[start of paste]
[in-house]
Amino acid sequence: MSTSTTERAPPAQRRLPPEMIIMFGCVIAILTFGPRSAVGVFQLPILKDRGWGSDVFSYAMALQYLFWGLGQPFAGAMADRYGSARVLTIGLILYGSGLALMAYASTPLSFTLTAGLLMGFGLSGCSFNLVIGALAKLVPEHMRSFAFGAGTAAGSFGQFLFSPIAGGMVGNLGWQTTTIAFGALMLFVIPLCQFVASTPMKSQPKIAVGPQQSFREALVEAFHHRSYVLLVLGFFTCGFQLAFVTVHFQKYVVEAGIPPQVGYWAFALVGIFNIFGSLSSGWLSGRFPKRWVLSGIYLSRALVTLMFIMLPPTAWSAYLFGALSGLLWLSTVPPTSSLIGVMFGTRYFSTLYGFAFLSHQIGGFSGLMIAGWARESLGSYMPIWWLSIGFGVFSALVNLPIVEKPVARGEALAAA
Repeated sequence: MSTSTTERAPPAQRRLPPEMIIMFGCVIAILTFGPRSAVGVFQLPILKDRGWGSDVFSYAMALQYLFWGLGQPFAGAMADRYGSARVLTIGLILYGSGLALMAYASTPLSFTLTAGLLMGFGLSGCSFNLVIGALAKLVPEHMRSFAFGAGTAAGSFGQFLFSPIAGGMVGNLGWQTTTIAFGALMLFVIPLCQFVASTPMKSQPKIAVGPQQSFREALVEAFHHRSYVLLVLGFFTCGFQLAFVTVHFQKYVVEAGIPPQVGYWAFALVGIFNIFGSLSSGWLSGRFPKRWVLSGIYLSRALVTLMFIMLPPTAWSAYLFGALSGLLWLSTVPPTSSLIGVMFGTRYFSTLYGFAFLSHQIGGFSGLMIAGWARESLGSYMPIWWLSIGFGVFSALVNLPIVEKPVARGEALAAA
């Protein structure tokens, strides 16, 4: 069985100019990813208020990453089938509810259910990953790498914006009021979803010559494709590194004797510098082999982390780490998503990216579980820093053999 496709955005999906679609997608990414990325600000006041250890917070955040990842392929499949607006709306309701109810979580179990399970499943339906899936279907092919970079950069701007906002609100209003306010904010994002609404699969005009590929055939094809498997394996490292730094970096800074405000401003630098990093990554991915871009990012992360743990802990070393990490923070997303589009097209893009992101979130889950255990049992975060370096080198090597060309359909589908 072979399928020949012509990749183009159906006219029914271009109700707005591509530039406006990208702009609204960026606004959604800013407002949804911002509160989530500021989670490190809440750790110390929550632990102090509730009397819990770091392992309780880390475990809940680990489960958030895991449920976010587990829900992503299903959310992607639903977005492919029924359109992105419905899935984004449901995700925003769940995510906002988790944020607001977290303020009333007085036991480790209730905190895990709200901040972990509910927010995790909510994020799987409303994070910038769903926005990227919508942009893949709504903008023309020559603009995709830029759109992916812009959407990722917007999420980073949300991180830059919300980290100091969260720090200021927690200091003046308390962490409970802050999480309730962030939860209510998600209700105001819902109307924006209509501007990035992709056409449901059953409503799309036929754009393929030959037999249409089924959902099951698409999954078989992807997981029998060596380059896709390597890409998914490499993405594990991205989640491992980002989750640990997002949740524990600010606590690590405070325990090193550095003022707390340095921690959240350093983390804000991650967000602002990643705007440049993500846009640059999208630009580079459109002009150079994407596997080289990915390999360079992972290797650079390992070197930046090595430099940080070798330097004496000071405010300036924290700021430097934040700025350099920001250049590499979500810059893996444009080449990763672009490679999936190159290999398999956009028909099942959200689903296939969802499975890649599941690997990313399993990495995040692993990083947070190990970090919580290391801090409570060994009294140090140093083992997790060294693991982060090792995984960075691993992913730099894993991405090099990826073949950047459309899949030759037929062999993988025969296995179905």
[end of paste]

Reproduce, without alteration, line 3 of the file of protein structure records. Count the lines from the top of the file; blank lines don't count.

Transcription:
Repeated sequence: MSTSTTERAPPAQRRLPPEMIIMFGCVIAILTFGPRSAVGVFQLPILKDRGWGSDVFSYAMALQYLFWGLGQPFAGAMADRYGSARVLTIGLILYGSGLALMAYASTPLSFTLTAGLLMGFGLSGCSFNLVIGALAKLVPEHMRSFAFGAGTAAGSFGQFLFSPIAGGMVGNLGWQTTTIAFGALMLFVIPLCQFVASTPMKSQPKIAVGPQQSFREALVEAFHHRSYVLLVLGFFTCGFQLAFVTVHFQKYVVEAGIPPQVGYWAFALVGIFNIFGSLSSGWLSGRFPKRWVLSGIYLSRALVTLMFIMLPPTAWSAYLFGALSGLLWLSTVPPTSSLIGVMFGTRYFSTLYGFAFLSHQIGGFSGLMIAGWARESLGSYMPIWWLSIGFGVFSALVNLPIVEKPVARGEALAAA